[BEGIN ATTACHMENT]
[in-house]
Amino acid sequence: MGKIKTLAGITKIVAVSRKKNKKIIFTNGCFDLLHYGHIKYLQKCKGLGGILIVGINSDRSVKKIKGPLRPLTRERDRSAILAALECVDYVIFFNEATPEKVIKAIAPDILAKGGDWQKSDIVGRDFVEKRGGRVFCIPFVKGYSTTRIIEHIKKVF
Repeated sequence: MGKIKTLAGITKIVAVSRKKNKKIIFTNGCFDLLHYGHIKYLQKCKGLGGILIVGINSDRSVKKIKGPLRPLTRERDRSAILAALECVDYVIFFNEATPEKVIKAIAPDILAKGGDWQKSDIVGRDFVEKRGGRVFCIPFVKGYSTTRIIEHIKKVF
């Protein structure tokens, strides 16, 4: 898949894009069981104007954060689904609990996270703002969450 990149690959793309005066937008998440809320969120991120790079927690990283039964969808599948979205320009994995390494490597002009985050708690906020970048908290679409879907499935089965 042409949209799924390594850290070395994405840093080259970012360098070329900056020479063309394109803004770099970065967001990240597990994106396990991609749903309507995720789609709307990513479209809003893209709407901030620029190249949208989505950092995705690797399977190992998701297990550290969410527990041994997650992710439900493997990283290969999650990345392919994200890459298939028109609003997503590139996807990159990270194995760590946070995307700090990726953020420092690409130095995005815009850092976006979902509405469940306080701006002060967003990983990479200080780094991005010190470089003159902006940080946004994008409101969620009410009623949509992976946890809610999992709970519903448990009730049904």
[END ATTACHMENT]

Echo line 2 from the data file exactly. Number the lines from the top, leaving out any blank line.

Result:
Amino acid sequence: MGKIKTLAGITKIVAVSRKKNKKIIFTNGCFDLLHYGHIKYLQKCKGLGGILIVGINSDRSVKKIKGPLRPLTRERDRSAILAALECVDYVIFFNEATPEKVIKAIAPDILAKGGDWQKSDIVGRDFVEKRGGRVFCIPFVKGYSTTRIIEHIKKVF